New York: Del Rey Books, 2009, pp. 304.
"Caryatid" is a term from Greek architecture referring to supporting columns sculpted in the shape of women. Like those stone women, the principal characters of Sterling's novel are expected by Balkan war criminal and "mad scientist" Yelisaveta Mihajlovic--who has closed them from himself and raised them in a bunker on the Adriatic isle of Mljet--to bear up the weight of a world ridden with ecological crisis. There were seven sisters originally; four of these remain, namely Vera, Radmila, Sonja and Biserka.
The novel is structured around three roughly contemporaneous stories involving them, capped off by an epilogue, AND an afterword giving us still other views of them, all structured to give us strategic glimpses of key forces around the world in the 2060s. There is Vera among the Aquis, a sort of supersized, ultra-high tech ecological NGO (worldwide, but with its base in Europe), Radmila among the media-capitalists of the Dispensation (headquartered in Los Angeles), and Sonja on the fringes of the enduring nation-state of China, the last on Earth to really count for anything (and which has gone beyond totalitarian to "ubiquitous" in reasserting its power), while Biserka, a nihilistic terrorist, crops up here and there.
There isn't much in the way of plot. Of course, Sterling generally doesn't offer tightly plotted stories traveling along clear arcs. However, this time around the rather scattered storytelling results in a particular disjointedness that one of Sterling's characters actually comments on herself in the afterword. And at the end of it all, none of it seems to have mattered very much--less in the sense of the project that created the sisters being a failure (as it could only have been; how could the Caryatids have possibly done the job asked of them?) than in its becoming irrelevant as the world moves on. So there we are on page two hundred and ninety-five with a piece of future-oriented science fiction dismissing future-oriented science fiction except as a matter of "telling stories," in what can easily be taken for a cop-out at the end of the long, meandering journey--as well as a dismissal of the catastrophe he spent so much time describing since we just somehow got out of it.
Not that we haven't seen this before in Sterling's work. Like his short story "The Sword of Damocles" (perhaps the one I enjoyed least) The Caryatids plays the familiar po-mo game of telling a story by finding ever-more elaborate ways of telling us that it can't tell the story, not really. Admittedly this approach has its merits where the apocalyptic is concerned (as Kurt Vonnegut demonstrated in Slaughterhouse-Five over four decades ago). Nonetheless, po-mo is all too often a rationalization of evasion, and even an excuse for sloppiness, which we do see a surprising bit of here at the sentence-level. The stylistic excesses common to '80s cyberpunk--the sentences heavily freighted with flashy sciency-techie jargon and neologisms, the emphasis on description that is at once image-dense and oblique (which irritated me to no end when I first started reading it; early on I mentally compared it to reading Ezra Pound in neon lights)--can be exhilarating when done well. There are times when it works here, but the necessary editing has fallen short, a point particularly evident in the tendency to repeat a key detail within the space of a few pages.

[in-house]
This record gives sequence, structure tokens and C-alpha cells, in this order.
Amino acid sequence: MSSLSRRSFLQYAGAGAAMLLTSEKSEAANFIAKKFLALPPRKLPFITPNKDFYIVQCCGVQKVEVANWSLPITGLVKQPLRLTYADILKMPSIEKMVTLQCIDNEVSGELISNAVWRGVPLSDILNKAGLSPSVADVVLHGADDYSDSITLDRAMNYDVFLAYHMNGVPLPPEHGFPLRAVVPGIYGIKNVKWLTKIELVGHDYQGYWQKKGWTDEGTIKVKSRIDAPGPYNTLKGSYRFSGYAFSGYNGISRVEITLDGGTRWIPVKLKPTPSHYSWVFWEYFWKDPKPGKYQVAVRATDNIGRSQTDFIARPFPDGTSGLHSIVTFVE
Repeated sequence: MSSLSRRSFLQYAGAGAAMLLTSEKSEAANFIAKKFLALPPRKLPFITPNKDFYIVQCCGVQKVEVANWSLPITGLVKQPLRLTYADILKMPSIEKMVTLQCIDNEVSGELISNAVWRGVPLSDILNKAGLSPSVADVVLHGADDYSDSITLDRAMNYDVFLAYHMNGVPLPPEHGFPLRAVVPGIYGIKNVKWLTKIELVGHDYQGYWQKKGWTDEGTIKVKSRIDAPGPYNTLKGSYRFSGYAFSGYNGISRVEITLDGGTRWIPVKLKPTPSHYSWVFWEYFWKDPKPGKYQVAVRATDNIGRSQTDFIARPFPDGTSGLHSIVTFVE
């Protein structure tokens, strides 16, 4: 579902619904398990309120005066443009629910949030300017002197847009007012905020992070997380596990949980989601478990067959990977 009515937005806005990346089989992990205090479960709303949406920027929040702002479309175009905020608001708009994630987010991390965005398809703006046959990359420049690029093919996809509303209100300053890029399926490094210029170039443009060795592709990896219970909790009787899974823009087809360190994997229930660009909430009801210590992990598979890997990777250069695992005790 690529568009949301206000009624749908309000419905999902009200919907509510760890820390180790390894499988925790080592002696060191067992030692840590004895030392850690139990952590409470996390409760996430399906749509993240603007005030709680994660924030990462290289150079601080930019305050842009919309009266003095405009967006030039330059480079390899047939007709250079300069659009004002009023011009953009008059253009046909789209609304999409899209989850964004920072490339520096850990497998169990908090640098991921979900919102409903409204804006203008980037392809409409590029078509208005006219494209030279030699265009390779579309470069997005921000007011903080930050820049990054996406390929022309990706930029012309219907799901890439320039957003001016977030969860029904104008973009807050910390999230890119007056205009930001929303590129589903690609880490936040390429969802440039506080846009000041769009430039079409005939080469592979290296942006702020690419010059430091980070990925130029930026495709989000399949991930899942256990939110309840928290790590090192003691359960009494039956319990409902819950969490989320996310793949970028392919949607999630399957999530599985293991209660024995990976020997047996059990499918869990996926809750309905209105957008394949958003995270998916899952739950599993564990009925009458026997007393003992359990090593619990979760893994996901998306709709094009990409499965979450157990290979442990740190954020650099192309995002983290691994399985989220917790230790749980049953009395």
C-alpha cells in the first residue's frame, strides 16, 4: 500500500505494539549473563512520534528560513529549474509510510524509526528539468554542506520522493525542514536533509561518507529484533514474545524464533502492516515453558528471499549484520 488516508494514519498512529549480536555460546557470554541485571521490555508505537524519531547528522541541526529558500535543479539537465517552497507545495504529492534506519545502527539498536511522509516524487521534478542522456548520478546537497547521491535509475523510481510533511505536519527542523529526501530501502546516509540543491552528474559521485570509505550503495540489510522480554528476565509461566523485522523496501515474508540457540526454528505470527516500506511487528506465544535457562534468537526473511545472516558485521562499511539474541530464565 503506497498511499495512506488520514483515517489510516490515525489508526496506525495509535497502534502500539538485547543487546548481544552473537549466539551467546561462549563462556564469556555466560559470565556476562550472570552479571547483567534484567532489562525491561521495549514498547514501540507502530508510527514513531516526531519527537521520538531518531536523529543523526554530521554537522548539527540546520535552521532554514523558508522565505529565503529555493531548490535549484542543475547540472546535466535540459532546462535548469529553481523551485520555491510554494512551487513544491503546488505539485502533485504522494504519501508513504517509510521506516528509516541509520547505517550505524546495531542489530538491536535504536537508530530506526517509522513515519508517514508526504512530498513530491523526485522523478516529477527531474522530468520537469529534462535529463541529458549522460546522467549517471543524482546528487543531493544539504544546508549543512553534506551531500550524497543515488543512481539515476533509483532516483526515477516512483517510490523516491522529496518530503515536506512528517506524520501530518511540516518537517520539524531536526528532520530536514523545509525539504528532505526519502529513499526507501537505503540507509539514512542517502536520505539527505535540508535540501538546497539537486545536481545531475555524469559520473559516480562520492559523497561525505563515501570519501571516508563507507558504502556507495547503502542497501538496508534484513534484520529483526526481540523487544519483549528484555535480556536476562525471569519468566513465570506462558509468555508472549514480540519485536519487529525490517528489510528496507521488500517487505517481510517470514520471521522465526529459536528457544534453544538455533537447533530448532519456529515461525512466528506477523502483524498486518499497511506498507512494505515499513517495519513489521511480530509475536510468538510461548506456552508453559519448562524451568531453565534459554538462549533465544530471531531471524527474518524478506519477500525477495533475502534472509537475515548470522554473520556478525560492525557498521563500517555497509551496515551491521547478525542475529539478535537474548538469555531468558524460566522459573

As much of an issue as the manner of the telling are the intellectual tools that po-mo offers. Sterling has long drawn on a blend of two particular strains of postmodern thought--the corporate-globalizing, libertarian, "New Economy" outlook of Wired magazine and the Davos World Economic Forum, and the "linguistic turn"-shaped approach to cultural studies fashionable on university campuses in recent decades. It's a rare combination, but a natural one, given the underappreciated commonalities between them. Alas, neither has much to offer that's of real use in dealing with the book's central problem, with the result that there is more dancing around and dismissal of the problem of climate change than genuine grappling with it. Some interesting ideas do crop up here and there along the way, and the book is never dull, but as a statement "of faith in the power of human intellect, creativity and spirit to overcome any obstacle" promised in the blurb on the jacket, let alone a treatment of this particular subject, The Caryatids is underwhelming.
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